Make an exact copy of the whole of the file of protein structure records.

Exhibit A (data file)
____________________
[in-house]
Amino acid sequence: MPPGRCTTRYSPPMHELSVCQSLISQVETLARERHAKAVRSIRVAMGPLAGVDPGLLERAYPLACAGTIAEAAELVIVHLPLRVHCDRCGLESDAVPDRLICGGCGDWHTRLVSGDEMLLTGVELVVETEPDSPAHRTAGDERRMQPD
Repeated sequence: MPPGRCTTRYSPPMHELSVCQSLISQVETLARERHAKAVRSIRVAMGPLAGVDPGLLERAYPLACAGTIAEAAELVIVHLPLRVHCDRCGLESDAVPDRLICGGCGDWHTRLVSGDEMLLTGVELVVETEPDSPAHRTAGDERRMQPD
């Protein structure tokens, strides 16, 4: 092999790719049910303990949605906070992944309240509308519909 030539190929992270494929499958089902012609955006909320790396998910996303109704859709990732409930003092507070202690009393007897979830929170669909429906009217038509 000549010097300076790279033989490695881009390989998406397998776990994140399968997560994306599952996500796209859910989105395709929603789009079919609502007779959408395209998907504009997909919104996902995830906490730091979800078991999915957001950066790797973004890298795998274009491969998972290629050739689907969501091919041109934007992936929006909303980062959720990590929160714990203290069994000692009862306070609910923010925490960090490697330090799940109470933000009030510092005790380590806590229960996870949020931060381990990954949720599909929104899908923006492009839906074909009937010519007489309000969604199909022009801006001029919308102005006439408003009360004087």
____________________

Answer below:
[in-house]
Amino acid sequence: MPPGRCTTRYSPPMHELSVCQSLISQVETLARERHAKAVRSIRVAMGPLAGVDPGLLERAYPLACAGTIAEAAELVIVHLPLRVHCDRCGLESDAVPDRLICGGCGDWHTRLVSGDEMLLTGVELVVETEPDSPAHRTAGDERRMQPD
Repeated sequence: MPPGRCTTRYSPPMHELSVCQSLISQVETLARERHAKAVRSIRVAMGPLAGVDPGLLERAYPLACAGTIAEAAELVIVHLPLRVHCDRCGLESDAVPDRLICGGCGDWHTRLVSGDEMLLTGVELVVETEPDSPAHRTAGDERRMQPD
């Protein structure tokens, strides 16, 4: 092999790719049910303990949605906070992944309240509308519909 030539190929992270494929499958089902012609955006909320790396998910996303109704859709990732409930003092507070202690009393007897979830929170669909429906009217038509 000549010097300076790279033989490695881009390989998406397998776990994140399968997560994306599952996500796209859910989105395709929603789009079919609502007779959408395209998907504009997909919104996902995830906490730091979800078991999915957001950066790797973004890298795998274009491969998972290629050739689907969501091919041109934007992936929006909303980062959720990590929160714990203290069994000692009862306070609910923010925490960090490697330090799940109470933000009030510092005790380590806590229960996870949020931060381990990954949720599909929104899908923006492009839906074909009937010519007489309000969604199909022009801006001029919308102005006439408003009360004087």